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Missouri's 48-hour rule prompts questions about Corrigan, Dooley finance reports

This article first appeared in the St. Louis Beacon, Jan. 27, 2010 - With the abolition of Missouri's campaign donation limits, candidates' 48-hour reports have become favorite reading material for political activists and the press.

Contributions of $5,001 or higher are to be reported to the Missouri Ethics Commission within 48 hours of their receipt. (Some candidates file them for $5,000 donations as well.) Such large donations are closely scrutinized, particularly if they come from major figures or special-interest groups.

So it should come as no surprise that sparring has erupted over 48-hour reports filed, or not filed, by the two announced candidates for St. Louis County Executive: Democratic incumbent Charlie Dooley and Republican Bill Corrigan.

The reports are a hot topic, in part, because both camps have touted their own ethics, and questioned those of their rival.

This week, Corrigan's campaign quietly amended his latest campaign-finance report after the Beacon inquired about a $10,000 donation that appeared not to have been reported earlier under the 48-hour rule.

The donation in question initially was reported as $10,000 from Ladue retiree Frank Bick on Nov. 2, which would have prompted a 48-hour report by Nov. 4. Because no 48-hour report was filed, it was first noted on Corrigan's latest campaign-finance report, filed Jan. 15.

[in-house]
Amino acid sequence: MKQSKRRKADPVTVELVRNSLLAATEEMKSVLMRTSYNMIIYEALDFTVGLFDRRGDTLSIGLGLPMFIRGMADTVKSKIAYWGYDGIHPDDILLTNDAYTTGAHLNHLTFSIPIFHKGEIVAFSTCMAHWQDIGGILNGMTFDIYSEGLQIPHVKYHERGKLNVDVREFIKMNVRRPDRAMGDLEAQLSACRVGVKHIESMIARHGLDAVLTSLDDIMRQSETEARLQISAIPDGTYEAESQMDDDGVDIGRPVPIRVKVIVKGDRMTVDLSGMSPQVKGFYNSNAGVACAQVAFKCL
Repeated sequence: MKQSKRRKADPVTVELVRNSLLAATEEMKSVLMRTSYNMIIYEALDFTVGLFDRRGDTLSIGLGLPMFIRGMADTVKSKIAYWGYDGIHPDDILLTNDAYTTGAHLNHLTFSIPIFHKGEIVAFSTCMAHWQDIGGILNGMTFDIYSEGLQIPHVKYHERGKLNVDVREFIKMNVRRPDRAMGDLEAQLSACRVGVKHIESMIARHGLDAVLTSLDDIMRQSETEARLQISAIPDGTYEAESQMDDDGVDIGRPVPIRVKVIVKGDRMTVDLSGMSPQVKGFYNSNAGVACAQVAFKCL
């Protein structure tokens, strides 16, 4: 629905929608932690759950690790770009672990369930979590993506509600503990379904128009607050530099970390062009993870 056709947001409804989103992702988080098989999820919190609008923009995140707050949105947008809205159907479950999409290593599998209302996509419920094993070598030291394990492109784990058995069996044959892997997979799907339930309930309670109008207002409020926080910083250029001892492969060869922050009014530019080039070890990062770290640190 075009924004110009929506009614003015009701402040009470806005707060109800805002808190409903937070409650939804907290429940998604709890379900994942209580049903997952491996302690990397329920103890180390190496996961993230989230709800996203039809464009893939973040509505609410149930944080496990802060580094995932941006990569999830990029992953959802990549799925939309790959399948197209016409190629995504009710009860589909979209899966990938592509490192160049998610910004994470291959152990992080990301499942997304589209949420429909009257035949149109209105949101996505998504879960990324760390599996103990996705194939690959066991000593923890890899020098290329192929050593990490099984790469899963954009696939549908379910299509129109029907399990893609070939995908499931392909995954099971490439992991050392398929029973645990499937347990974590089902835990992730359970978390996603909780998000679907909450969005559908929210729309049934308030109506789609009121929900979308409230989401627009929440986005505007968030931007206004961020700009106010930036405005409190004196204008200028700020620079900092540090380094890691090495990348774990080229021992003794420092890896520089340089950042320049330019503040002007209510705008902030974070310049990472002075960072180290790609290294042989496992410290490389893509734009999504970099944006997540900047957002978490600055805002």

After the Beacon asked Monday about the donation, Corrigan's campaign amended his report on Tuesday to show that it was $5,000 apiece from Bick and his wife, Patricia Bick. That amount would not need to be reported within 48 hours.

A Corrigan spokeswoman blamed a bookkeeping/recording error, and said that the donation had always been intended to come from the husband and wife, which was why no 48-hour report was filed in November.

Dooley campaign spokeswoman Katie Jamboretz questioned that explanation. "This looks like a coverup," she said.

But the Dooley camp is dealing with its own 48-hour questions. At least four large donations made to Dooley since June were reported under the 48-hour rule -- but the dates are different from those listed on the candidate's quarterly reports.

For example:

Corporate donor Simmons, Browder contributed $10,000 to Dooley’s re-election campaign. Dooley’s campaign filed a 48-Hour notice stating it was donated on Dec. 4.

However, Dooley’s quarterly report filed Jan. 15 said the donation was dated Nov. 20. If the latter is the case, the contribution's 48-hour report should have been filed Nov. 22.

The Dooley campaign replied today that in each of the four cases, the quarterly report's date for the contribution was the date listed on the check. The 48-hour reports referred to the dates received by the campaign.

To back up its claim, the campaign provided the Beacon with copies of each check, back and front. The fronts listed the dates the checks were written by the donors, which were the same dates listed in the quarterly reports. The checks' backs listed the dates received and cashed, which backed up the dates on the 48-hour reports.

Jo Mannies is a freelance journalist and former political reporter at St. Louis Public Radio.